“The microbes in these carbonate rocks are acting like a methane bio filter consuming it all before it leaves the ocean,” said senior author Peter Girguis, Professor of Organismic and Evolutionary Biology, Harvard University. Researchers have studied microbes living in seafloor sediment for decades and know these microbes are consuming methane. This study, however, examined microbes that thrive in the carbonate rocks in great detail.
Seafloor carbonate rocks are common, but in select locations, they form unusual chimney-like structures. These chimneys reach 12 to 60 inches in height and are found in groups along the seafloor resembling a stand of trees. Unlike many other types of rocks, these carbonate rocks are porous, creating channels that are home to a very dense community of methane-consuming microbes. In some cases, these microbes are found in much higher densities within the rocks than in the sediment.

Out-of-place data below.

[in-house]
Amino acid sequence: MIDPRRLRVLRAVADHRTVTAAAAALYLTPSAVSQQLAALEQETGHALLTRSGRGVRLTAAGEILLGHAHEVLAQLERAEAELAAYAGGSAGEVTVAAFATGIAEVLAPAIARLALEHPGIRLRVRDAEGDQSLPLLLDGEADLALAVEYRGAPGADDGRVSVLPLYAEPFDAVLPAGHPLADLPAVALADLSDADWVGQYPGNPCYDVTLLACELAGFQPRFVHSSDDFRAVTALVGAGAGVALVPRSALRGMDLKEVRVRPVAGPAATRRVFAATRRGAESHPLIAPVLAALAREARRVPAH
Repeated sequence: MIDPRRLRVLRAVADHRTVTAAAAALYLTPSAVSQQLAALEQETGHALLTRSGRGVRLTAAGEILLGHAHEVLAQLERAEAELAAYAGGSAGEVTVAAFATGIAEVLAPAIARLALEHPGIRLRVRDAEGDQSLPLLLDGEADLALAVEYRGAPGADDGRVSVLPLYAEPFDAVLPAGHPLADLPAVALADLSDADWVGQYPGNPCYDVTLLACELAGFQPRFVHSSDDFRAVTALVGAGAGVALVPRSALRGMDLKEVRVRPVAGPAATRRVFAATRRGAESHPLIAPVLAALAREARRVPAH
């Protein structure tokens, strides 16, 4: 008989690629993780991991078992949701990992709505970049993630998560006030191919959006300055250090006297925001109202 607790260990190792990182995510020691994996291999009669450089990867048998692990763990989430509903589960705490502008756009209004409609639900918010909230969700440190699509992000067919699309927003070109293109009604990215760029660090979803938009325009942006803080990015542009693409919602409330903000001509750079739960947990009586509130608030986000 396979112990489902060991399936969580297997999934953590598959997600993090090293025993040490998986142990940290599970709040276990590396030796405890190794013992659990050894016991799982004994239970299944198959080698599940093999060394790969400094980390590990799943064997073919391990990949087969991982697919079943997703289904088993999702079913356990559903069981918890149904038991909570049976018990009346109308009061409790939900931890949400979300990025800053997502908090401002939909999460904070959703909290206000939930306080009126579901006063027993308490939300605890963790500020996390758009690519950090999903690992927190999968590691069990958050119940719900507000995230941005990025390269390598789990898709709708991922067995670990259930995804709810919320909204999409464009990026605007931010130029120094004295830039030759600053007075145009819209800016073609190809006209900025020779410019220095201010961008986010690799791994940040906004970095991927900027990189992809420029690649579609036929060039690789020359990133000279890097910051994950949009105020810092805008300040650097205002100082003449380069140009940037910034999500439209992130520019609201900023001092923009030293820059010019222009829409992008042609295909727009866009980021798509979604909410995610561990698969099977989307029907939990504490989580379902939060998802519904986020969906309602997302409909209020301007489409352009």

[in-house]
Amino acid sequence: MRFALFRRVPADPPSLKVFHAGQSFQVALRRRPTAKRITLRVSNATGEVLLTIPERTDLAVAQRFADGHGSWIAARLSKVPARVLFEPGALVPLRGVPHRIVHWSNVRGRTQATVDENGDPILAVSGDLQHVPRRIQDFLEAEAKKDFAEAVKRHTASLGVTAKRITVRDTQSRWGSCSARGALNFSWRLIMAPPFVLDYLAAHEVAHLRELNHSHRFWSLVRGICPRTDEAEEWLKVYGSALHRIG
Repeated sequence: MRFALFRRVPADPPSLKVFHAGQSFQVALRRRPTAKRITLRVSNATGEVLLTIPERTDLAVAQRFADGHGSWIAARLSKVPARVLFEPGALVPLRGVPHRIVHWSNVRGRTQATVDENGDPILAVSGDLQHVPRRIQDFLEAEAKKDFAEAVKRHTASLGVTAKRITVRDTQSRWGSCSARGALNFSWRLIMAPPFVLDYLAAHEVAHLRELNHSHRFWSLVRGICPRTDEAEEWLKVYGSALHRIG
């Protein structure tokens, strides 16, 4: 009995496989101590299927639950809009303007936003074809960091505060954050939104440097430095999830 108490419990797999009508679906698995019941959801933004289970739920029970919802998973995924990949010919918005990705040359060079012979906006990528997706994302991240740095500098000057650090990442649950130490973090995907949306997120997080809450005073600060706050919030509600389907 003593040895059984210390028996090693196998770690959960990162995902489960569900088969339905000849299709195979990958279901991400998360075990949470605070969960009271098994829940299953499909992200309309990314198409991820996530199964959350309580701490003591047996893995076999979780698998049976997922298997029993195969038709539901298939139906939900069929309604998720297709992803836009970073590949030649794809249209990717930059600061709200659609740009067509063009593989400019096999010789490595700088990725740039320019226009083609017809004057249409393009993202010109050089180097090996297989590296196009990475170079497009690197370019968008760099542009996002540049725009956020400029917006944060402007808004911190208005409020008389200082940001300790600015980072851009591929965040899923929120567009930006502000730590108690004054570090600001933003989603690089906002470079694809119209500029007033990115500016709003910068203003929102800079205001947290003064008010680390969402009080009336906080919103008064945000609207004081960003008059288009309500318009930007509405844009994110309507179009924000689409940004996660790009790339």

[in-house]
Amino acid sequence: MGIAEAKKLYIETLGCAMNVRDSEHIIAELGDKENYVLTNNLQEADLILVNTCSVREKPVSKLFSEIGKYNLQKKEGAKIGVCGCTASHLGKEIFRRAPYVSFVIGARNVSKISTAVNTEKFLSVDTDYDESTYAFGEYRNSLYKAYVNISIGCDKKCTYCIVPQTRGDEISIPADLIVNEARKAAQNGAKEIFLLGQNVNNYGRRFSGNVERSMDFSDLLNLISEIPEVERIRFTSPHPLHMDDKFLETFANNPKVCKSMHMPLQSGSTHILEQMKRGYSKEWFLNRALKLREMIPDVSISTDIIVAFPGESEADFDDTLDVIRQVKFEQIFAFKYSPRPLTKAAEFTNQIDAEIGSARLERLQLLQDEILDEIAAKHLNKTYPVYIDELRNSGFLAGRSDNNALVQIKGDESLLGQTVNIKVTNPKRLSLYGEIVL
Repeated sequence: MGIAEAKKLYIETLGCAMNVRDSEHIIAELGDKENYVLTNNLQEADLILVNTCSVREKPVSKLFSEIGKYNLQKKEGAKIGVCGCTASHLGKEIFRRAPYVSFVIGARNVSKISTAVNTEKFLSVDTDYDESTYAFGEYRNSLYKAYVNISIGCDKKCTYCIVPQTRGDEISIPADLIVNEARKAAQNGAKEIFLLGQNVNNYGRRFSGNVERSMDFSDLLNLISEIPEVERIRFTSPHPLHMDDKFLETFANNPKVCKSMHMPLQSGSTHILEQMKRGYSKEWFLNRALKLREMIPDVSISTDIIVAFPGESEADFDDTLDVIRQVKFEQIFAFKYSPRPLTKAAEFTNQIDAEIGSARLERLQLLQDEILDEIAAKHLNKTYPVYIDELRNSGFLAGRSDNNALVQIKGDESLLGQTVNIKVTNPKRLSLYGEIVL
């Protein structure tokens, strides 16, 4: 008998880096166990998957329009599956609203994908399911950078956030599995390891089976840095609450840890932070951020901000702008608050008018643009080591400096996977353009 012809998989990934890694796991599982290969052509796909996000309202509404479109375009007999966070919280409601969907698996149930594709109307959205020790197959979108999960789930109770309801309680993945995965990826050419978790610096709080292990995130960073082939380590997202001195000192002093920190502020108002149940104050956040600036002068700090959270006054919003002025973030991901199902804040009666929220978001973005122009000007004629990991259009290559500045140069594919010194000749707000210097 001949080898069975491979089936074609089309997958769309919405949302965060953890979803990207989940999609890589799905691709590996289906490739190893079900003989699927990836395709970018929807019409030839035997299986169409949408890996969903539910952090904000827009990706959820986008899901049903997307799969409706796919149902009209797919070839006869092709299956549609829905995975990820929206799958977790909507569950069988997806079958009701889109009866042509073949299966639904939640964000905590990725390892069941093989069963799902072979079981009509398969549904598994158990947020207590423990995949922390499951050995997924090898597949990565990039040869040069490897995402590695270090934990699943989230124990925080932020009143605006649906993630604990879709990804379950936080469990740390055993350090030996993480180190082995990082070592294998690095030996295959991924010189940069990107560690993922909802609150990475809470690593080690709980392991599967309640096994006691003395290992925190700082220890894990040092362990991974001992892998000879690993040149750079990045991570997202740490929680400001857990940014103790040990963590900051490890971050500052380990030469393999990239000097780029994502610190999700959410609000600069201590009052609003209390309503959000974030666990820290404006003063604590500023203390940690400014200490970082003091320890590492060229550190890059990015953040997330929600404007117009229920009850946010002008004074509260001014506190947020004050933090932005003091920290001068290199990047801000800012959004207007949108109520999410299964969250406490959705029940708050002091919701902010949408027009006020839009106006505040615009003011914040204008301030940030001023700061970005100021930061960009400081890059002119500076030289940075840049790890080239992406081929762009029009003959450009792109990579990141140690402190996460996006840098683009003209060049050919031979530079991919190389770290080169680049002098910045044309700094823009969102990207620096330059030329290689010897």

During a 2015 expedition funded by the Ocean Exploration Trust, Girguis discovered a carbonate chimney reef off the coast of southern California at the deep sea site Point Dume. Girguis returned in 2017 with funding from NASA to build a sea floor observatory. Upon joining Girguis’s lab, Marlow, currently Assistant Professor of Biology at Boston University, was studying microbes in carbonates. The two decided to conduct a community study and gather samples from the site.
“We measured the rate at which the microbes from the carbonates eat methane compared to microbes in sediment,” said Girguis. “We discovered the microbes living in the carbonates consume methane 50 times faster than microbes in the sediment. We often see that some sediment microbes from methane-rich mud volcanoes, for example, may be five to ten times faster at eating methane, but 50 times faster is a whole new thing. Moreover, these rates are among the highest, if not the highest, we’ve measured anywhere.”